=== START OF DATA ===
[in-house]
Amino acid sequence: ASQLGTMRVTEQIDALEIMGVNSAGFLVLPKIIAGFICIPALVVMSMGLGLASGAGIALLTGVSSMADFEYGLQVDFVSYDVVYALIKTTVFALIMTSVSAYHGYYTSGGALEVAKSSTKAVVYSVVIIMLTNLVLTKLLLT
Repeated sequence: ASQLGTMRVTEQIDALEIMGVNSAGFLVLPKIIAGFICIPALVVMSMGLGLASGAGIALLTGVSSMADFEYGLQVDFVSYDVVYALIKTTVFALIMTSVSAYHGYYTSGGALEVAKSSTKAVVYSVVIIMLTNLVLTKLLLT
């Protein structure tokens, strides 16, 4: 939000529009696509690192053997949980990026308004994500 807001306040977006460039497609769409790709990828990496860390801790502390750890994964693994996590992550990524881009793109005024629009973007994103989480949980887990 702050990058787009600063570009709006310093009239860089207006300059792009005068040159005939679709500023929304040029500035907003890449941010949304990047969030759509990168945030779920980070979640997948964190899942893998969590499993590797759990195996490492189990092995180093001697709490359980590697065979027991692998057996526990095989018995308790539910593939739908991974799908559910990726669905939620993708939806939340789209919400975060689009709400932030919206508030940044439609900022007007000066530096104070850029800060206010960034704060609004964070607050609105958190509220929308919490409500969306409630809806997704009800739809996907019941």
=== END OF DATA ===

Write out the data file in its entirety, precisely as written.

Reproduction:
[in-house]
Amino acid sequence: ASQLGTMRVTEQIDALEIMGVNSAGFLVLPKIIAGFICIPALVVMSMGLGLASGAGIALLTGVSSMADFEYGLQVDFVSYDVVYALIKTTVFALIMTSVSAYHGYYTSGGALEVAKSSTKAVVYSVVIIMLTNLVLTKLLLT
Repeated sequence: ASQLGTMRVTEQIDALEIMGVNSAGFLVLPKIIAGFICIPALVVMSMGLGLASGAGIALLTGVSSMADFEYGLQVDFVSYDVVYALIKTTVFALIMTSVSAYHGYYTSGGALEVAKSSTKAVVYSVVIIMLTNLVLTKLLLT
């Protein structure tokens, strides 16, 4: 939000529009696509690192053997949980990026308004994500 807001306040977006460039497609769409790709990828990496860390801790502390750890994964693994996590992550990524881009793109005024629009973007994103989480949980887990 702050990058787009600063570009709006310093009239860089207006300059792009005068040159005939679709500023929304040029500035907003890449941010949304990047969030759509990168945030779920980070979640997948964190899942893998969590499993590797759990195996490492189990092995180093001697709490359980590697065979027991692998057996526990095989018995308790539910593939739908991974799908559910990726669905939620993708939806939340789209919400975060689009709400932030919206508030940044439609900022007007000066530096104070850029800060206010960034704060609004964070607050609105958190509220929308919490409500969306409630809806997704009800739809996907019941």